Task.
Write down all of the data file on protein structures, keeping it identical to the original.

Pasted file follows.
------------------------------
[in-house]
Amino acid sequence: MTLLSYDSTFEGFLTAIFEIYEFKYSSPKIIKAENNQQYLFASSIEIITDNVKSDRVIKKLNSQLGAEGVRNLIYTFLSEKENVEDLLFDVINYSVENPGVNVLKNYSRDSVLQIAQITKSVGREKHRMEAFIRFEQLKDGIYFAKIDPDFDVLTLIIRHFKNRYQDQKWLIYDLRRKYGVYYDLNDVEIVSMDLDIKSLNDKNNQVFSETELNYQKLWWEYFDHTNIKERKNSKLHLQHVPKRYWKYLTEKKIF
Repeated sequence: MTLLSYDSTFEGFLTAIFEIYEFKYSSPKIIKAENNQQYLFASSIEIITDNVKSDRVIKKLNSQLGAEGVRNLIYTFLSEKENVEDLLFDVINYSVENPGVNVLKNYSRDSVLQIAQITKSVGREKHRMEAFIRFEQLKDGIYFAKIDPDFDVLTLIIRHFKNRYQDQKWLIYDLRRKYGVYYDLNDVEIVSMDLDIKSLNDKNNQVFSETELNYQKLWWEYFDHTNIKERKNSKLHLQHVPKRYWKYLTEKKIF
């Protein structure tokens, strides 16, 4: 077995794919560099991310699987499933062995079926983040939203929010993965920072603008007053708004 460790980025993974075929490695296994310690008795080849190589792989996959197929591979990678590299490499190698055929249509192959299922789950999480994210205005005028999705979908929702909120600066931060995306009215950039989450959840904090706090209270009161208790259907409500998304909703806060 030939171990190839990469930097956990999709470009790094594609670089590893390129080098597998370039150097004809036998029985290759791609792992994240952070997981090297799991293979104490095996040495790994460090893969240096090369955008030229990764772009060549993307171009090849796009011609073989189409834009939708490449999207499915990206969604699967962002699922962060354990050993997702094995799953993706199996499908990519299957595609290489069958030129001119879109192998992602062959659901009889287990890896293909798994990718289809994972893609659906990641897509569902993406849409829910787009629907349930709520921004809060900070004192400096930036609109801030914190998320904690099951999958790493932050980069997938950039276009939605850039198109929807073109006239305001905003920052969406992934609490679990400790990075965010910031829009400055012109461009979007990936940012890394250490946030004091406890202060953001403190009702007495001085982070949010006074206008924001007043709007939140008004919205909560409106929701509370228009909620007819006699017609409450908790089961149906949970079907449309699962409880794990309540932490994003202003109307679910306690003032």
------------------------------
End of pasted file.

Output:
[in-house]
Amino acid sequence: MTLLSYDSTFEGFLTAIFEIYEFKYSSPKIIKAENNQQYLFASSIEIITDNVKSDRVIKKLNSQLGAEGVRNLIYTFLSEKENVEDLLFDVINYSVENPGVNVLKNYSRDSVLQIAQITKSVGREKHRMEAFIRFEQLKDGIYFAKIDPDFDVLTLIIRHFKNRYQDQKWLIYDLRRKYGVYYDLNDVEIVSMDLDIKSLNDKNNQVFSETELNYQKLWWEYFDHTNIKERKNSKLHLQHVPKRYWKYLTEKKIF
Repeated sequence: MTLLSYDSTFEGFLTAIFEIYEFKYSSPKIIKAENNQQYLFASSIEIITDNVKSDRVIKKLNSQLGAEGVRNLIYTFLSEKENVEDLLFDVINYSVENPGVNVLKNYSRDSVLQIAQITKSVGREKHRMEAFIRFEQLKDGIYFAKIDPDFDVLTLIIRHFKNRYQDQKWLIYDLRRKYGVYYDLNDVEIVSMDLDIKSLNDKNNQVFSETELNYQKLWWEYFDHTNIKERKNSKLHLQHVPKRYWKYLTEKKIF
């Protein structure tokens, strides 16, 4: 077995794919560099991310699987499933062995079926983040939203929010993965920072603008007053708004 460790980025993974075929490695296994310690008795080849190589792989996959197929591979990678590299490499190698055929249509192959299922789950999480994210205005005028999705979908929702909120600066931060995306009215950039989450959840904090706090209270009161208790259907409500998304909703806060 030939171990190839990469930097956990999709470009790094594609670089590893390129080098597998370039150097004809036998029985290759791609792992994240952070997981090297799991293979104490095996040495790994460090893969240096090369955008030229990764772009060549993307171009090849796009011609073989189409834009939708490449999207499915990206969604699967962002699922962060354990050993997702094995799953993706199996499908990519299957595609290489069958030129001119879109192998992602062959659901009889287990890896293909798994990718289809994972893609659906990641897509569902993406849409829910787009629907349930709520921004809060900070004192400096930036609109801030914190998320904690099951999958790493932050980069997938950039276009939605850039198109929807073109006239305001905003920052969406992934609490679990400790990075965010910031829009400055012109461009979007990936940012890394250490946030004091406890202060953001403190009702007495001085982070949010006074206008924001007043709007939140008004919205909560409106929701509370228009909620007819006699017609409450908790089961149906949970079907449309699962409880794990309540932490994003202003109307679910306690003032």